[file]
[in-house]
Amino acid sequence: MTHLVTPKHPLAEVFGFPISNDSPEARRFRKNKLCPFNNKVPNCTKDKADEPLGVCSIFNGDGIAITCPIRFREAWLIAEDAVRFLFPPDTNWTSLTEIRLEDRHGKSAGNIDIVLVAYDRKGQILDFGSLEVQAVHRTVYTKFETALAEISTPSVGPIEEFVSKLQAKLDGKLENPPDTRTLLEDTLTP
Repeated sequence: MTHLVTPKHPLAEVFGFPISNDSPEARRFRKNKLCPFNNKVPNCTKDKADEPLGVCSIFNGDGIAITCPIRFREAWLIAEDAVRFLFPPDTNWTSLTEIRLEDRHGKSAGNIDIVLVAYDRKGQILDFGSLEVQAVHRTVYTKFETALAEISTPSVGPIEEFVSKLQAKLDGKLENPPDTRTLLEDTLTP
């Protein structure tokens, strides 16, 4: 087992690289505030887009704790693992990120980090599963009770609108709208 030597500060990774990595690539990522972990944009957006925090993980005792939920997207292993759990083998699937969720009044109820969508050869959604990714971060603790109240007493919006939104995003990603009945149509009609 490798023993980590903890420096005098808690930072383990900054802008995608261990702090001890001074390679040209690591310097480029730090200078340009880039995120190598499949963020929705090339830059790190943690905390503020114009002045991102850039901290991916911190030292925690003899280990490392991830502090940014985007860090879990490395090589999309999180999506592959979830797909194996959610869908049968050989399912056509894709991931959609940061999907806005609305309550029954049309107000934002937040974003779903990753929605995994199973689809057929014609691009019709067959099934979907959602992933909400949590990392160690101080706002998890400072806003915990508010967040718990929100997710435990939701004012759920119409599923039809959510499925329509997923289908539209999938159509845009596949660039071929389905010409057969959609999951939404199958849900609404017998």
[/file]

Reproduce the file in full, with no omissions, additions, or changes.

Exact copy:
[in-house]
Amino acid sequence: MTHLVTPKHPLAEVFGFPISNDSPEARRFRKNKLCPFNNKVPNCTKDKADEPLGVCSIFNGDGIAITCPIRFREAWLIAEDAVRFLFPPDTNWTSLTEIRLEDRHGKSAGNIDIVLVAYDRKGQILDFGSLEVQAVHRTVYTKFETALAEISTPSVGPIEEFVSKLQAKLDGKLENPPDTRTLLEDTLTP
Repeated sequence: MTHLVTPKHPLAEVFGFPISNDSPEARRFRKNKLCPFNNKVPNCTKDKADEPLGVCSIFNGDGIAITCPIRFREAWLIAEDAVRFLFPPDTNWTSLTEIRLEDRHGKSAGNIDIVLVAYDRKGQILDFGSLEVQAVHRTVYTKFETALAEISTPSVGPIEEFVSKLQAKLDGKLENPPDTRTLLEDTLTP
């Protein structure tokens, strides 16, 4: 087992690289505030887009704790693992990120980090599963009770609108709208 030597500060990774990595690539990522972990944009957006925090993980005792939920997207292993759990083998699937969720009044109820969508050869959604990714971060603790109240007493919006939104995003990603009945149509009609 490798023993980590903890420096005098808690930072383990900054802008995608261990702090001890001074390679040209690591310097480029730090200078340009880039995120190598499949963020929705090339830059790190943690905390503020114009002045991102850039901290991916911190030292925690003899280990490392991830502090940014985007860090879990490395090589999309999180999506592959979830797909194996959610869908049968050989399912056509894709991931959609940061999907806005609305309550029954049309107000934002937040974003779903990753929605995994199973689809057929014609691009019709067959099934979907959602992933909400949590990392160690101080706002998890400072806003915990508010967040718990929100997710435990939701004012759920119409599923039809959510499925329509997923289908539209999938159509845009596949660039071929389905010409057969959609999951939404199958849900609404017998």